I don't feel children with autism should be shipped off to another school.  I just feel there needs to be resources for teachers—something like an extra assistant or shadow.

I'm also wondering if I'm really against the opposite of inclusion.  My nieces and nephew all go to the same school, one that's specifically for learning differences.  The school seems to be doing well by them.  Is it bad that they're not going to a regular school?

Well....

I have mixed feelings actually.

I like that they have this school.

On the other hand, I don't like that some of their previous schools were unable or unwilling to educate them.

I guess my main feeling about all this is, parents should have a decent choice.  They shouldn't have to homeschool because there are no other viable, affordable options.  They shouldn't have to send their kids to a special school because their other private school couldn't handle their extra needs.

I wish all parents could say something like, Well we could homeschool Annie and that sounds wonderful. We could send her to a regular school. They have a great resource program there.  Or we could send her to this special school for kids with autism. It gets fantastic reviews.

Now I'm going to read a 2016 Bird speech about vocational education.  I think I'm actually very pro-vocational education, though, I don't know much about it.

I just think society pushes too hard for the usual college degree, and then a lot of times graduates are left a bit aimless and jobless.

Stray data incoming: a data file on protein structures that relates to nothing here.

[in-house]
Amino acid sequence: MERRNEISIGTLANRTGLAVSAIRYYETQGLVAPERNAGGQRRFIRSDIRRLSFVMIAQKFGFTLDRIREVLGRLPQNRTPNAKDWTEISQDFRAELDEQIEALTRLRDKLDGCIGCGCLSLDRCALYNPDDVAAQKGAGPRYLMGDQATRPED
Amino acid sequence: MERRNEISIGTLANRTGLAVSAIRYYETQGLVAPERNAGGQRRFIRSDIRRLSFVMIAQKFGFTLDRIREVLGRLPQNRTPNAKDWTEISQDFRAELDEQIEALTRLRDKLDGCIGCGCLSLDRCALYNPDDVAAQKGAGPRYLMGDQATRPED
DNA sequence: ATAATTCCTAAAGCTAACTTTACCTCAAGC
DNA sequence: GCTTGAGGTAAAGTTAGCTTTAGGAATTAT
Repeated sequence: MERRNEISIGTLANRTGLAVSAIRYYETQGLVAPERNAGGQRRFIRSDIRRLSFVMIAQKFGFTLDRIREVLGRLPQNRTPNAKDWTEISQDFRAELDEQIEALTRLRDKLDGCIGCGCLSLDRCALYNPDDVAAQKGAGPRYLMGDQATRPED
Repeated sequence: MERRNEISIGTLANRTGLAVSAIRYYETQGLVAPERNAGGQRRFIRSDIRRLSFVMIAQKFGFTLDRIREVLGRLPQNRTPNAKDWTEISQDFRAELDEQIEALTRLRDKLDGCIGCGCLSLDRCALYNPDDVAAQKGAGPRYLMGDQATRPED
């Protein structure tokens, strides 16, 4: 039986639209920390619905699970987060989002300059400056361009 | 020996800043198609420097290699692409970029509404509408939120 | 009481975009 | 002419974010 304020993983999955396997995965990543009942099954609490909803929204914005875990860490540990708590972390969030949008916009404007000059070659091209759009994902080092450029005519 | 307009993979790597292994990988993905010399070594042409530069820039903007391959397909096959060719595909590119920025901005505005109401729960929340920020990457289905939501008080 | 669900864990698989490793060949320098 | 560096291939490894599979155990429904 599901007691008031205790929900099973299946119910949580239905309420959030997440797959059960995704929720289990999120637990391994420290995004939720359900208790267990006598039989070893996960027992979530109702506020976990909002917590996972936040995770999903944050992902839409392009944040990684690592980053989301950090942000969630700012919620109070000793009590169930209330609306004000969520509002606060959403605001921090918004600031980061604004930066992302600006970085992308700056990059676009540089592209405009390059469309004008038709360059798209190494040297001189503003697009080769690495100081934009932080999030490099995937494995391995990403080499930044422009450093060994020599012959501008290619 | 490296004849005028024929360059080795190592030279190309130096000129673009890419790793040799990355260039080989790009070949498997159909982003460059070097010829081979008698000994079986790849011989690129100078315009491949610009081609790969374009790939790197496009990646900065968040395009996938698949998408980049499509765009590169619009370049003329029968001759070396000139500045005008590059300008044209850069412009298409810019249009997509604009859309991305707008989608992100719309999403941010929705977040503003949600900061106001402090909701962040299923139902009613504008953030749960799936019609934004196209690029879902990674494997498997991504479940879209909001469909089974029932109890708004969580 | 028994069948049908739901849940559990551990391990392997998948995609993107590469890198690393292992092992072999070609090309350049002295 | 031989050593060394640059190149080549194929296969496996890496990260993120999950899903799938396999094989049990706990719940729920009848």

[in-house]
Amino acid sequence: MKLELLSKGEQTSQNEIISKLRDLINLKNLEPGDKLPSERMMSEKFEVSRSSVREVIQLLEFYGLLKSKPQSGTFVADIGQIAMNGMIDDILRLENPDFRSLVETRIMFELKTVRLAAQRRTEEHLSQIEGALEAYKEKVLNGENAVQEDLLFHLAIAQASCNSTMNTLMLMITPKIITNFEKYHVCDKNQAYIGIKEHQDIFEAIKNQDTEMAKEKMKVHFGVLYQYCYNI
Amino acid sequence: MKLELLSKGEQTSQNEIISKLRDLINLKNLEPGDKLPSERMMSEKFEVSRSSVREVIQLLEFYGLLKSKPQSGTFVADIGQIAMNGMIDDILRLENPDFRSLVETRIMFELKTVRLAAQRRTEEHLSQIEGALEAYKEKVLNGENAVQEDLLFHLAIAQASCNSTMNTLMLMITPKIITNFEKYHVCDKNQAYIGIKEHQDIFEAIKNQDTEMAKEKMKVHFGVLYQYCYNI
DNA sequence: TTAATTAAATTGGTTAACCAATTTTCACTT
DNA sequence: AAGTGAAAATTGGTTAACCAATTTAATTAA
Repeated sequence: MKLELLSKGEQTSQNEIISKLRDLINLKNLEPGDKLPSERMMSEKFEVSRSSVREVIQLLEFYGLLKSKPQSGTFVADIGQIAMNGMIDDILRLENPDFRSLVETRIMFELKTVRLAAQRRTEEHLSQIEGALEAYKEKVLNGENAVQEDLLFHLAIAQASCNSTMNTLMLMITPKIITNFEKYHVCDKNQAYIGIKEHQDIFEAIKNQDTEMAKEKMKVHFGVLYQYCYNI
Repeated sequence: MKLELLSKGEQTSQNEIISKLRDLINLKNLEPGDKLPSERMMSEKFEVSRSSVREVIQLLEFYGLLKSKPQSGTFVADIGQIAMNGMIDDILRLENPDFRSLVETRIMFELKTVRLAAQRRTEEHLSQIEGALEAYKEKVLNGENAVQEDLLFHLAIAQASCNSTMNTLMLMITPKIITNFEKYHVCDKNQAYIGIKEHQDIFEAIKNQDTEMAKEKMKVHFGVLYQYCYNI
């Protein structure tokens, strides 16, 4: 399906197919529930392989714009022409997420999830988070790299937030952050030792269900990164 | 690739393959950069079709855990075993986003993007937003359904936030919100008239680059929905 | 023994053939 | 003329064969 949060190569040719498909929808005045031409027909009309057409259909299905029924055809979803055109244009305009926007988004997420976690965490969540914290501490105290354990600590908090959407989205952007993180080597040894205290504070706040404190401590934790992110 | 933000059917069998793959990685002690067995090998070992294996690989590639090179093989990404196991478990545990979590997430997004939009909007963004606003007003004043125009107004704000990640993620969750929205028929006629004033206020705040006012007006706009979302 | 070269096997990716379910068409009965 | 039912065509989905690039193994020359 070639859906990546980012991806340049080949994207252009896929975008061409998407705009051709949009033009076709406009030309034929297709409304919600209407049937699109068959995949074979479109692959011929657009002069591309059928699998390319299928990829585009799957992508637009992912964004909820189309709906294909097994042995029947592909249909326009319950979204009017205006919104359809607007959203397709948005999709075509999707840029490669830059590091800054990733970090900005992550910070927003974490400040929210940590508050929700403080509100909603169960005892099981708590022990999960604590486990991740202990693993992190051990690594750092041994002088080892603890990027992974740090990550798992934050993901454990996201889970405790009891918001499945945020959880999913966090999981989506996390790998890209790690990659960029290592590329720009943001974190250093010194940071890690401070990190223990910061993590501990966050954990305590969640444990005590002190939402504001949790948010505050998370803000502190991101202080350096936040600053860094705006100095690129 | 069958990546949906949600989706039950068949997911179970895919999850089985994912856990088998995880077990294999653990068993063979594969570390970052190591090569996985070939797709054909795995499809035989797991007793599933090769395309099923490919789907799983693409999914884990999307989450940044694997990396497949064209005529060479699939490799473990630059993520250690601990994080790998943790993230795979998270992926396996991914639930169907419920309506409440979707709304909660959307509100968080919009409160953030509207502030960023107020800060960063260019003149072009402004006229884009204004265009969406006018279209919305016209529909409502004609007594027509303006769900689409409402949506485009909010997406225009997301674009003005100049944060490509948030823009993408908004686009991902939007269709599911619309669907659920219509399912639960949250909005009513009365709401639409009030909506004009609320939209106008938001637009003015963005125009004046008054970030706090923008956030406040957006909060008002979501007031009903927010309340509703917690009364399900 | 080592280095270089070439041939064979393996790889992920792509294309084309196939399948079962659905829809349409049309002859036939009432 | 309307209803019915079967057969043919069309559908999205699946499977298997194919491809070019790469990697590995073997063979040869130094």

Most of the speech seems to be about the opposition government cutting funds to education.  And it kind of goes over my head.  It's funding stuff, for the most part.  I'm not really into it.

I think I'm going to try to find Bird's maiden speech.

Here we go. There's an Australian politics website that has it.

She made the speech at 1:19 PM.

I wonder how often these speeches are made.

I guess they happen after elections, and new MP's are created.  Do they have a week or two where each day there is a speech?  Are there days where multiple speeches are heard?   I would probably get tired if I had to listen to multiple speeches in one day.  But that's probably the main part of a MP's job—listening to other people talk.

In the beginning of her speech, Bird honors both the previous Labor MP, and the Green MP that came immediately before her.  That's nice.

Bird praises a company in the area that makes catamarans.  What's that?  It does sound familar to me.

Googled....

It's a boat.

I was kind of picturing something along those lines.

Bird says Wollongong is officially titled, City of Innovation.  I didn't know that. I imagine it's a title that most cities wished applied to them.

Bird says her family has worked in the mining industry since the early 1900's.  Wow.

I'm glad to see that Bird is pro-migration.  She's pro that and pro-gay-marriage.  She's my kind of person.

I'm reading through the speech, seeing if anything inspires me to babble on and on about things.  There's not much so far.  Bird kind of jumps from subject to subject.  I mean not in a bad way.  The speech isn't disjointed or anything.  It's probably much more coherent than my blog.  But it covers a lot of issues, and I'm not reading anything that is new and exciting to me.  It's kind of the same stuff that we hear a lot. We need more help with mental health issues. We need less poverty. We need more jobs for young people, etc.